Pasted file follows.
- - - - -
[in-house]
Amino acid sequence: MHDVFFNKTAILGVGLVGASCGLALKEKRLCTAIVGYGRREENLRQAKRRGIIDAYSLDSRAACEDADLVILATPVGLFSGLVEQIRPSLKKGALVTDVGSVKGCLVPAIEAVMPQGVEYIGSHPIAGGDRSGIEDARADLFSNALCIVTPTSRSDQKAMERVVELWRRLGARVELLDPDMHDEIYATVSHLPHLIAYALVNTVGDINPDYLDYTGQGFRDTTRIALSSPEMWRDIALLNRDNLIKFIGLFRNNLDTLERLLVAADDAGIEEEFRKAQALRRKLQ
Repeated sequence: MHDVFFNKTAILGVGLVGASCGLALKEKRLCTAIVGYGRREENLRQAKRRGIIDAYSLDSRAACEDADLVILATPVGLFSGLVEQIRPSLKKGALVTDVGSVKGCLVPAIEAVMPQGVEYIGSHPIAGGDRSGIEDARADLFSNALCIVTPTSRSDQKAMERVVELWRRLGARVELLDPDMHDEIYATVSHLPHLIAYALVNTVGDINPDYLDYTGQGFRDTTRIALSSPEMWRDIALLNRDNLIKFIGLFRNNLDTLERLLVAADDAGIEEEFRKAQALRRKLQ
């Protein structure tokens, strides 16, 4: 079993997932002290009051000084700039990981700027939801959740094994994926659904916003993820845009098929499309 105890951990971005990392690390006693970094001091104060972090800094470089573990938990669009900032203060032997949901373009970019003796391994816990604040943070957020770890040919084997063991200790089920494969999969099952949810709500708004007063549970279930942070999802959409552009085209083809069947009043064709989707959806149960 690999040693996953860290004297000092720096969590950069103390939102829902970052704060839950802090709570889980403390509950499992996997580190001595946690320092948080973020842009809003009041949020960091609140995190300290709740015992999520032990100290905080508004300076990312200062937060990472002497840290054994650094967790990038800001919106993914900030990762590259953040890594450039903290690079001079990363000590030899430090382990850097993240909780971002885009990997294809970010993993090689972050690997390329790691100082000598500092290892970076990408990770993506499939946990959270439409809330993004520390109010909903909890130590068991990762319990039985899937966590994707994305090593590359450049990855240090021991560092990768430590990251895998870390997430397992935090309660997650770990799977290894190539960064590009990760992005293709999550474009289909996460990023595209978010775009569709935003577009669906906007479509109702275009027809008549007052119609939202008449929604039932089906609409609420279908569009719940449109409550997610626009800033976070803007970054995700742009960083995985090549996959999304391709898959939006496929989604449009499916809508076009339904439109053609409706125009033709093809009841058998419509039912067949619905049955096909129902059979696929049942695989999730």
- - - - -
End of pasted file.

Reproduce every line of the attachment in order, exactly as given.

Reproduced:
[in-house]
Amino acid sequence: MHDVFFNKTAILGVGLVGASCGLALKEKRLCTAIVGYGRREENLRQAKRRGIIDAYSLDSRAACEDADLVILATPVGLFSGLVEQIRPSLKKGALVTDVGSVKGCLVPAIEAVMPQGVEYIGSHPIAGGDRSGIEDARADLFSNALCIVTPTSRSDQKAMERVVELWRRLGARVELLDPDMHDEIYATVSHLPHLIAYALVNTVGDINPDYLDYTGQGFRDTTRIALSSPEMWRDIALLNRDNLIKFIGLFRNNLDTLERLLVAADDAGIEEEFRKAQALRRKLQ
Repeated sequence: MHDVFFNKTAILGVGLVGASCGLALKEKRLCTAIVGYGRREENLRQAKRRGIIDAYSLDSRAACEDADLVILATPVGLFSGLVEQIRPSLKKGALVTDVGSVKGCLVPAIEAVMPQGVEYIGSHPIAGGDRSGIEDARADLFSNALCIVTPTSRSDQKAMERVVELWRRLGARVELLDPDMHDEIYATVSHLPHLIAYALVNTVGDINPDYLDYTGQGFRDTTRIALSSPEMWRDIALLNRDNLIKFIGLFRNNLDTLERLLVAADDAGIEEEFRKAQALRRKLQ
């Protein structure tokens, strides 16, 4: 079993997932002290009051000084700039990981700027939801959740094994994926659904916003993820845009098929499309 105890951990971005990392690390006693970094001091104060972090800094470089573990938990669009900032203060032997949901373009970019003796391994816990604040943070957020770890040919084997063991200790089920494969999969099952949810709500708004007063549970279930942070999802959409552009085209083809069947009043064709989707959806149960 690999040693996953860290004297000092720096969590950069103390939102829902970052704060839950802090709570889980403390509950499992996997580190001595946690320092948080973020842009809003009041949020960091609140995190300290709740015992999520032990100290905080508004300076990312200062937060990472002497840290054994650094967790990038800001919106993914900030990762590259953040890594450039903290690079001079990363000590030899430090382990850097993240909780971002885009990997294809970010993993090689972050690997390329790691100082000598500092290892970076990408990770993506499939946990959270439409809330993004520390109010909903909890130590068991990762319990039985899937966590994707994305090593590359450049990855240090021991560092990768430590990251895998870390997430397992935090309660997650770990799977290894190539960064590009990760992005293709999550474009289909996460990023595209978010775009569709935003577009669906906007479509109702275009027809008549007052119609939202008449929604039932089906609409609420279908569009719940449109409550997610626009800033976070803007970054995700742009960083995985090549996959999304391709898959939006496929989604449009499916809508076009339904439109053609409706125009033709093809009841058998419509039912067949619905049955096909129902059979696929049942695989999730």